OSMap: LR58
Type: Roman Watch-tower

Roads
NE (4.5) to Strageath
SW (2) to Alavna-veniconvm

There are two Roman watch-towers at Shielhill in Tayside, located to either side of the main military highway into north-east Scotland. The southernmost tower (Shielhill-South) lies to the west of the road while the northern tower (Shielhill-North) lies to the east. Both of these fortifications consist of a four-post watch-tower enclosed by an earthen rampart surrounded by two external ditches and an entrance facing the road. The two watchtowers lie about 1,000 yards (c.914 m) apart, Shielhill-South some 1,000 yards north of the similar watch-tower at Blackhill Wood, Ardoch, while Shielhill-North lies 1,000 yards to the south of the fortlet at Kaims Castle.

Shielhill North: This sub-rectangular watch-tower measures about (c.24 m) in diameter with its double-ditch system interrupted on the south-east facing the road. When examined in the early 1970's, the inner ditch was found to be 5½ ft. wide and nearly 2 ft. deep with a fill of turf, ash and burnt clay, the outer ditch 4½ ft. wide and 1½ ft. deep containing a filling of natural peat. A single round post-hole uncovered at the time had been packed with gravel, the top 12 ins. of which were removed from the hole when the 1 ft. square timber post was removed, the hole then being filled with gravel, earth, charcoal and pieces of daub. This shows that the tower, like its neighbour to the south, was dismantled after a short period of use, probably during a general withdrawal from north-east Scotland.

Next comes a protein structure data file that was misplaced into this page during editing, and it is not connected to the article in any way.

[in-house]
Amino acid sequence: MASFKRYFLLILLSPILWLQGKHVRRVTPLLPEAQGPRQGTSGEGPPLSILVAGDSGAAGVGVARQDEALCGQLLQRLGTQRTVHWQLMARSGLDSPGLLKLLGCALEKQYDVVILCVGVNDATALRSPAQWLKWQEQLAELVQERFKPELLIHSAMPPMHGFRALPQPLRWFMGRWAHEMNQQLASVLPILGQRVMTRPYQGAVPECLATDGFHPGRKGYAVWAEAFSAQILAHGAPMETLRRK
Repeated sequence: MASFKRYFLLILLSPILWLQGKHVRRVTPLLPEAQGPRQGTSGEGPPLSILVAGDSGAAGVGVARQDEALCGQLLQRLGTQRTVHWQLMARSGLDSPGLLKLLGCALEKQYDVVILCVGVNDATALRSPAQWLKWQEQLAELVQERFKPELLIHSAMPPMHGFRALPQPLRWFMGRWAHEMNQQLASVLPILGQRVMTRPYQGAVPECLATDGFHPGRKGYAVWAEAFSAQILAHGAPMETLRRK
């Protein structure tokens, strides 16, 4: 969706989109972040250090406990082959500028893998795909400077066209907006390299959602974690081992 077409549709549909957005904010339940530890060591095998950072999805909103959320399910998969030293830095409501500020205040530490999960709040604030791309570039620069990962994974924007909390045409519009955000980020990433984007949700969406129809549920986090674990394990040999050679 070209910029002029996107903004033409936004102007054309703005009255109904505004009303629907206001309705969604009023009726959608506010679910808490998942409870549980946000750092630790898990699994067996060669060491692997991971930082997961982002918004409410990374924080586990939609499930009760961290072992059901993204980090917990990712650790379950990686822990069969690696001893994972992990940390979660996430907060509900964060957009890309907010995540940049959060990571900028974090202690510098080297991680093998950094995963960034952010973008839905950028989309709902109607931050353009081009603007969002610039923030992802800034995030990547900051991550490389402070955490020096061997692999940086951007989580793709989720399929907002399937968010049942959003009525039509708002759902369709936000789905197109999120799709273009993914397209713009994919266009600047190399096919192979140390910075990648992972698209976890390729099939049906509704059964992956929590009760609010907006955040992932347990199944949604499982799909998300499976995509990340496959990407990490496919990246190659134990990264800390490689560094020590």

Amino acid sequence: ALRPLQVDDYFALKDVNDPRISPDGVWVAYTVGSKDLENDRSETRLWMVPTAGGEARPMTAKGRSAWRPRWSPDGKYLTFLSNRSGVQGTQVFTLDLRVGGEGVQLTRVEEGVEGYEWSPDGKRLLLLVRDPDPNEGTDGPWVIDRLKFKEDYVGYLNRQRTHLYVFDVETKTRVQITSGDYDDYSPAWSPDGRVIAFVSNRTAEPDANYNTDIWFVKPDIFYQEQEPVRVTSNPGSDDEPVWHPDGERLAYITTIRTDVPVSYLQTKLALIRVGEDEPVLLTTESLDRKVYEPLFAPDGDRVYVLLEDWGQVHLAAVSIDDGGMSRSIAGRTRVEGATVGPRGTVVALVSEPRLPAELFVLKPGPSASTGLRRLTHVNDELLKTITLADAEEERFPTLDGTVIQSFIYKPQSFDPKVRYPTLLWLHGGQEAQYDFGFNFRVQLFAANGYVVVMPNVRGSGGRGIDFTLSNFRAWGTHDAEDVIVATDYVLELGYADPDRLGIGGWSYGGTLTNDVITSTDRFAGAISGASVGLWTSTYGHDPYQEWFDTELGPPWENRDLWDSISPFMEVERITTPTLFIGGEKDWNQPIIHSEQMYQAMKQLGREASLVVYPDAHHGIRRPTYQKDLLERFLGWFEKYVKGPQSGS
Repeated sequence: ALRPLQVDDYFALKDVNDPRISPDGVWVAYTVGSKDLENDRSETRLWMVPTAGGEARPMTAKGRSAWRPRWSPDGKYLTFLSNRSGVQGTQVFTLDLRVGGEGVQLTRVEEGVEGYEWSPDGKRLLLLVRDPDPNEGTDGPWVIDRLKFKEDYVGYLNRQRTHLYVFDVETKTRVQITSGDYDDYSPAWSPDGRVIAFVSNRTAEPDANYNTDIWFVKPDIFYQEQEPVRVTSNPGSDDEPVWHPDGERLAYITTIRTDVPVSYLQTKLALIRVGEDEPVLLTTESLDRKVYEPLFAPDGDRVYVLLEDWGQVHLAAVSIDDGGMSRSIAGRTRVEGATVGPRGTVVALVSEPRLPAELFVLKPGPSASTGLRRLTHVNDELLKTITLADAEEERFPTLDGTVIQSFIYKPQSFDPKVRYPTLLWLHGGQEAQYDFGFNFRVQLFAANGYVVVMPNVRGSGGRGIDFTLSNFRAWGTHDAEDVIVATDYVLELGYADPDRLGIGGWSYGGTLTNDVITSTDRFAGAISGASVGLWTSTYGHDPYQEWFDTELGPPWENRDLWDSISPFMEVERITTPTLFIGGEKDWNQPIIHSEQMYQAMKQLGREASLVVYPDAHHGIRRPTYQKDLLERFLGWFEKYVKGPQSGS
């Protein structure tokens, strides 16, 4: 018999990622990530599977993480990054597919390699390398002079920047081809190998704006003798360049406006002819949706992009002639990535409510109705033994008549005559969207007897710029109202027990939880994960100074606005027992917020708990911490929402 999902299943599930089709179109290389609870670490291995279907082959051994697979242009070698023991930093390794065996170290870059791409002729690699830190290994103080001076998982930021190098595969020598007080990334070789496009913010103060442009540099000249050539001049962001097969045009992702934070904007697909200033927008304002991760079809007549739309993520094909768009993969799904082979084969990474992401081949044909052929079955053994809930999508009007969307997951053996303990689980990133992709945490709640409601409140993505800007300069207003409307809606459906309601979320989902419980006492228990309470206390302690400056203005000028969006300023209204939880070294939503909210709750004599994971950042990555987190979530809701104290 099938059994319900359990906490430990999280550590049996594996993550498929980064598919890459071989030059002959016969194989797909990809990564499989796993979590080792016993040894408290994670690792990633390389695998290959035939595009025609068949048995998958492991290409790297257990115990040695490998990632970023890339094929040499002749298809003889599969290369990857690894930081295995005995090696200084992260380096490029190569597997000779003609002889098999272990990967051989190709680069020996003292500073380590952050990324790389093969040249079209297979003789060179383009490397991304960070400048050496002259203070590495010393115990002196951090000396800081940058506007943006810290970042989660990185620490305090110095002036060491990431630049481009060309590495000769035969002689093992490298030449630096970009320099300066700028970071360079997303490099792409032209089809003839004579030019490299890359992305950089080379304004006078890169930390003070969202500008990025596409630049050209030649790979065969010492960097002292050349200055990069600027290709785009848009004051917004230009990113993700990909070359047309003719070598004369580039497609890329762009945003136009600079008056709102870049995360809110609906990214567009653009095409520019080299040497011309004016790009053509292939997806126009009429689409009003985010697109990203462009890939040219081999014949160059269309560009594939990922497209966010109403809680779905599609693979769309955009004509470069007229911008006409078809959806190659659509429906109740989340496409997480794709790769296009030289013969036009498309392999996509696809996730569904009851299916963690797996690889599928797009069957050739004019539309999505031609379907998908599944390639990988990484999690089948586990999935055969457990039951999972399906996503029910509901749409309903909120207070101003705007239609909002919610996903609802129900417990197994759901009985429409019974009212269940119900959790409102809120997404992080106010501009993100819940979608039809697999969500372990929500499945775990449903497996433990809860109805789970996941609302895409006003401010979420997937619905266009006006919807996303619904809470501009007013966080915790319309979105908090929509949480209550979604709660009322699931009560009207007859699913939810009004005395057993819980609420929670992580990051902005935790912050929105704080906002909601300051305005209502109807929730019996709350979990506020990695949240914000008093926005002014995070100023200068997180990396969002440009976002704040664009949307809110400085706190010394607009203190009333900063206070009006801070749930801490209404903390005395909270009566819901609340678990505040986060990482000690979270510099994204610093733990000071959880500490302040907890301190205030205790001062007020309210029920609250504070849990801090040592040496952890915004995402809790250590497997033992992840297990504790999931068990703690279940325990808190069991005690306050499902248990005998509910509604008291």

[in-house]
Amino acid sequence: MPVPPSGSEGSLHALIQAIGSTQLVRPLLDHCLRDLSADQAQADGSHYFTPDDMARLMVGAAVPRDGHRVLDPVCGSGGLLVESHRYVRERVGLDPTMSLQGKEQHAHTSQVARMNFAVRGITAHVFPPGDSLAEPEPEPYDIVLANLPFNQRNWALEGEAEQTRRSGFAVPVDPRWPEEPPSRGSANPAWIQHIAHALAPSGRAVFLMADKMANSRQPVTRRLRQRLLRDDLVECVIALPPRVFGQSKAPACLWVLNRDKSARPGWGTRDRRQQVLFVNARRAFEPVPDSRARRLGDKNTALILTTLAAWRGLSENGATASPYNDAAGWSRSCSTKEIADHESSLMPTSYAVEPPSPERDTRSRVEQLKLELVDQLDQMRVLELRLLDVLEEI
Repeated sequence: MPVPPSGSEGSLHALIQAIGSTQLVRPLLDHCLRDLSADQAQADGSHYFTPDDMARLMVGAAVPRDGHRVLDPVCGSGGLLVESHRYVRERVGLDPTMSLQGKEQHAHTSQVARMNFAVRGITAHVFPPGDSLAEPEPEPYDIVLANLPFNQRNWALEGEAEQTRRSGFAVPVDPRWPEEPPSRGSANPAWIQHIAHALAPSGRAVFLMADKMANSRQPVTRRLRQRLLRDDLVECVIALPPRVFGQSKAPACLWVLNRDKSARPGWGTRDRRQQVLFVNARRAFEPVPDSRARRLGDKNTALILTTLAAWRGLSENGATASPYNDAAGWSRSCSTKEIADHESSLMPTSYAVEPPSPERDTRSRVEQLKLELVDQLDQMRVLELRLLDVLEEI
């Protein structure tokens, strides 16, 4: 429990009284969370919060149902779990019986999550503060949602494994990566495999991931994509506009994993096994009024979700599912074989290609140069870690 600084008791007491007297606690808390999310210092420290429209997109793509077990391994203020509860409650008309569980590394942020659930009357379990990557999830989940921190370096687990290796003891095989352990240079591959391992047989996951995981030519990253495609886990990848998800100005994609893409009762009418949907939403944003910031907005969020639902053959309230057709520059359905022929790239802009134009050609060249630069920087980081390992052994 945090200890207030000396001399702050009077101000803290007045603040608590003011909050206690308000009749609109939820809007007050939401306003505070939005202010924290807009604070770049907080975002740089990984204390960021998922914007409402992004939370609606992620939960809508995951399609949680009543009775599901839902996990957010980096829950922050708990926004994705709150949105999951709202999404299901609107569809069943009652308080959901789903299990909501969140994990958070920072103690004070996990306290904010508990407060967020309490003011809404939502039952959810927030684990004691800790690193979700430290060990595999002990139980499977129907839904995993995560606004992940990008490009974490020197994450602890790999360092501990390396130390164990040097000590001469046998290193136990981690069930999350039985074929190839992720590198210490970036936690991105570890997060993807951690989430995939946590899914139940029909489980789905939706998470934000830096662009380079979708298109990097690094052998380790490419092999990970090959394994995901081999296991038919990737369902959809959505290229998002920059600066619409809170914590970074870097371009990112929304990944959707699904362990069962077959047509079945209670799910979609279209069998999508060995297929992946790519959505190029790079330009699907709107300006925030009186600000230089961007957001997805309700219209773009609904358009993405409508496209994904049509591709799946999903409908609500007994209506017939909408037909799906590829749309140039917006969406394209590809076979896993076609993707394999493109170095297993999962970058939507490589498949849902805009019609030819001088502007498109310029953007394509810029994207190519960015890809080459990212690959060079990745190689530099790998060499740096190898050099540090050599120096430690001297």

Shielhill South: This watch-tower was also defended by two ditches, the inner was 50 ft. in diameter, the outer 77 ft. in diameter with an entrance-causeway facing the Roman road on the SE. The four post-holes of the timber tower 11½ ft. square, had all been filled with cobbles and capped with clay after the original timbers had been rocked-out, this and other similar "filling-in" on other sites along the Gask Ridge is eloquent evidence for an ordered withdrawal of the Roman military from the area.

The regular spacing of these small fortifications along this particular stretch of the military road into the north-east, and others along the Gask Ridge constitute the first planned military frontier in Britain, the precursor of both Hadrian's Wall in northern England and the short-lived Antonine Wall in southern Scotland.

See: Air Reconnaissance in Britain, 1969-72 by J.K. St. Joseph in J.R.S. lxiii (1973) p.;
Air Reconnaissance of Roman Scotland 1939-75 by J.K. St. Joseph in G.A.J. iv 1976;
Air Reconnaissance in Britain, 1973-76 by J.K. St. Joseph in J.R.S. lxvii (1977) p.;
Britannia xxviii (1997) p.405;
Britannia xxxi (2001) p.319.